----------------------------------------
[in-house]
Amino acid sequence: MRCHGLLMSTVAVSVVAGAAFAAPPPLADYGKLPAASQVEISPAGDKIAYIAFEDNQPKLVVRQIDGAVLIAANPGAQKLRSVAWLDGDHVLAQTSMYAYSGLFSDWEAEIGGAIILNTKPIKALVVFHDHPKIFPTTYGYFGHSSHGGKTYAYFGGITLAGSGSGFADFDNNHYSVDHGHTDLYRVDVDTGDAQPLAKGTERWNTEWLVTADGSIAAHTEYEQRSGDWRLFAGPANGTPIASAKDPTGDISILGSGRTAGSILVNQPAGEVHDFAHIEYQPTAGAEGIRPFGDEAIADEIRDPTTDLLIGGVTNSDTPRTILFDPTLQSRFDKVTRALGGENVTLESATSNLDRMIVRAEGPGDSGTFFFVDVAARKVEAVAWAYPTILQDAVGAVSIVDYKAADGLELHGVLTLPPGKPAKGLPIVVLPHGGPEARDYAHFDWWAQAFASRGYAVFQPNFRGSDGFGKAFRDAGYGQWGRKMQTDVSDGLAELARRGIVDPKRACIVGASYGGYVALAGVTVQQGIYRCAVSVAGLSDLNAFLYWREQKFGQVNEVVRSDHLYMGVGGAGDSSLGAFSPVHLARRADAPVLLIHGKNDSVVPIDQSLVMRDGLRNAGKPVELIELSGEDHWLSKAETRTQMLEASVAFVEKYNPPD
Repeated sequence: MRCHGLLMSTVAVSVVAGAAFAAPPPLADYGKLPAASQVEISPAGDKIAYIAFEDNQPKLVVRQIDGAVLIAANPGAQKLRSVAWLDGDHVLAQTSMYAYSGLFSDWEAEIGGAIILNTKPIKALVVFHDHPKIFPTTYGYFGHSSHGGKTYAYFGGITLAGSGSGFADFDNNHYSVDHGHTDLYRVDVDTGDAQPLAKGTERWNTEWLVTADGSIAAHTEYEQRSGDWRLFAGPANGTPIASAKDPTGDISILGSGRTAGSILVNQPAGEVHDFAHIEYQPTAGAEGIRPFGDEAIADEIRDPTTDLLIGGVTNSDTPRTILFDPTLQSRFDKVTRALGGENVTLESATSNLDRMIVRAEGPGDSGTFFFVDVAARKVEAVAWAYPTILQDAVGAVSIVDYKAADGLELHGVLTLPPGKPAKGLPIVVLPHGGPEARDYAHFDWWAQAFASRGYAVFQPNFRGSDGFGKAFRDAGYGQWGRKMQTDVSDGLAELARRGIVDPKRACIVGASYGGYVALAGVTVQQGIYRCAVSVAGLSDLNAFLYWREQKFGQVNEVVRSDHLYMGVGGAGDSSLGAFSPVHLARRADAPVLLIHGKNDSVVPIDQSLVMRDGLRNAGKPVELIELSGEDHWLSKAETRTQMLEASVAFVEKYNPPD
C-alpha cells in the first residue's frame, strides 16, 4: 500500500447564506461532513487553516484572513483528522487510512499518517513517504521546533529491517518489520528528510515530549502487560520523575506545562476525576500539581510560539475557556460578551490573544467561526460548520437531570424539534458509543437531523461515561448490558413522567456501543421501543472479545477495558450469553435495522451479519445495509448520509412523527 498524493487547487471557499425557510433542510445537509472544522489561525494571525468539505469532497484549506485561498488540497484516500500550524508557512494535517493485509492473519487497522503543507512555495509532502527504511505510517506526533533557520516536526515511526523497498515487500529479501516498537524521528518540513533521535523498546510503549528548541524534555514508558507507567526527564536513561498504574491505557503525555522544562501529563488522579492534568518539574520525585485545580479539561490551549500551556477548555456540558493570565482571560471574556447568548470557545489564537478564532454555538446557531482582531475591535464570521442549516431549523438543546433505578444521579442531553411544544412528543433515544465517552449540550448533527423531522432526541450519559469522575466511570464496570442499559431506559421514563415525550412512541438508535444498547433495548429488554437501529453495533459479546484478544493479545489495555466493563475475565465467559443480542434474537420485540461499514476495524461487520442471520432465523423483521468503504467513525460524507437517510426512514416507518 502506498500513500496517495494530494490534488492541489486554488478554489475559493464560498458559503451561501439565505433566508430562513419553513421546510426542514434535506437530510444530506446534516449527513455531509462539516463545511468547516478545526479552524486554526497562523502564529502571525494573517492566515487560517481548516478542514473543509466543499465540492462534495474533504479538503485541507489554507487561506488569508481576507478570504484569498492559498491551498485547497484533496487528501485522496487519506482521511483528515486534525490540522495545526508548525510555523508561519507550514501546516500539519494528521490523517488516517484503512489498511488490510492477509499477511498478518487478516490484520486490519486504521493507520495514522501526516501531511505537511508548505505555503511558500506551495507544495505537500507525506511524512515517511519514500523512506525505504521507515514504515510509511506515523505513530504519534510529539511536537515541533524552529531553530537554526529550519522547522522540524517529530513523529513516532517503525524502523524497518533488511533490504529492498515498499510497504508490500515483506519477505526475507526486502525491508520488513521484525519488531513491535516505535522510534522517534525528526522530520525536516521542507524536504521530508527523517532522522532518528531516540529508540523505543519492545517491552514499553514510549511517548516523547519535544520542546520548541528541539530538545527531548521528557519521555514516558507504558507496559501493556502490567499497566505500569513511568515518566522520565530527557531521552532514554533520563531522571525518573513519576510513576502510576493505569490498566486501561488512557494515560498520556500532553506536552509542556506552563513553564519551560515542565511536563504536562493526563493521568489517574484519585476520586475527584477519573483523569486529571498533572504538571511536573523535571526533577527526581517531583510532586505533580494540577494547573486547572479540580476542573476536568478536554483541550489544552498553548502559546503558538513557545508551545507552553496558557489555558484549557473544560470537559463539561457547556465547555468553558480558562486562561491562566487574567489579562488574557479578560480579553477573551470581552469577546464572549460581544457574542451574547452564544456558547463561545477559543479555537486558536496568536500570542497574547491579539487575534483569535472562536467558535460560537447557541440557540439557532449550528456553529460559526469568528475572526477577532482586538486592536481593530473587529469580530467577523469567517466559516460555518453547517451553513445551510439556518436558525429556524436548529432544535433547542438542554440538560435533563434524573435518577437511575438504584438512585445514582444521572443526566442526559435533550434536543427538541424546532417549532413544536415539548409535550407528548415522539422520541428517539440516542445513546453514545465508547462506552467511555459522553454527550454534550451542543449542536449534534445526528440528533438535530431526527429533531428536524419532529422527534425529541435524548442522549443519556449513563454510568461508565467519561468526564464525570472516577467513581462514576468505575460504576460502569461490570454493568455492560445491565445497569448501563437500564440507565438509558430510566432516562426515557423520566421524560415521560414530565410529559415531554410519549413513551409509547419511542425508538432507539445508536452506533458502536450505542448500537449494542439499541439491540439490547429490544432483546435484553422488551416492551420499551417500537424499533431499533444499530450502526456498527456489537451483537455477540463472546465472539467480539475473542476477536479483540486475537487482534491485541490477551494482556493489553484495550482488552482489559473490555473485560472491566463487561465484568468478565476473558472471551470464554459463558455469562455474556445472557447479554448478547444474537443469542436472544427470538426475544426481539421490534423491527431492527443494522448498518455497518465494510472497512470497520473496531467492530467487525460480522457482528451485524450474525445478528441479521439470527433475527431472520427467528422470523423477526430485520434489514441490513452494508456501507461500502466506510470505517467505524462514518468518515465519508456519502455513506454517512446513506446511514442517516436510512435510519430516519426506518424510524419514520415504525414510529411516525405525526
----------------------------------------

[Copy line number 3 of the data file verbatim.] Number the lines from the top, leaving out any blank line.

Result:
Repeated sequence: MRCHGLLMSTVAVSVVAGAAFAAPPPLADYGKLPAASQVEISPAGDKIAYIAFEDNQPKLVVRQIDGAVLIAANPGAQKLRSVAWLDGDHVLAQTSMYAYSGLFSDWEAEIGGAIILNTKPIKALVVFHDHPKIFPTTYGYFGHSSHGGKTYAYFGGITLAGSGSGFADFDNNHYSVDHGHTDLYRVDVDTGDAQPLAKGTERWNTEWLVTADGSIAAHTEYEQRSGDWRLFAGPANGTPIASAKDPTGDISILGSGRTAGSILVNQPAGEVHDFAHIEYQPTAGAEGIRPFGDEAIADEIRDPTTDLLIGGVTNSDTPRTILFDPTLQSRFDKVTRALGGENVTLESATSNLDRMIVRAEGPGDSGTFFFVDVAARKVEAVAWAYPTILQDAVGAVSIVDYKAADGLELHGVLTLPPGKPAKGLPIVVLPHGGPEARDYAHFDWWAQAFASRGYAVFQPNFRGSDGFGKAFRDAGYGQWGRKMQTDVSDGLAELARRGIVDPKRACIVGASYGGYVALAGVTVQQGIYRCAVSVAGLSDLNAFLYWREQKFGQVNEVVRSDHLYMGVGGAGDSSLGAFSPVHLARRADAPVLLIHGKNDSVVPIDQSLVMRDGLRNAGKPVELIELSGEDHWLSKAETRTQMLEASVAFVEKYNPPD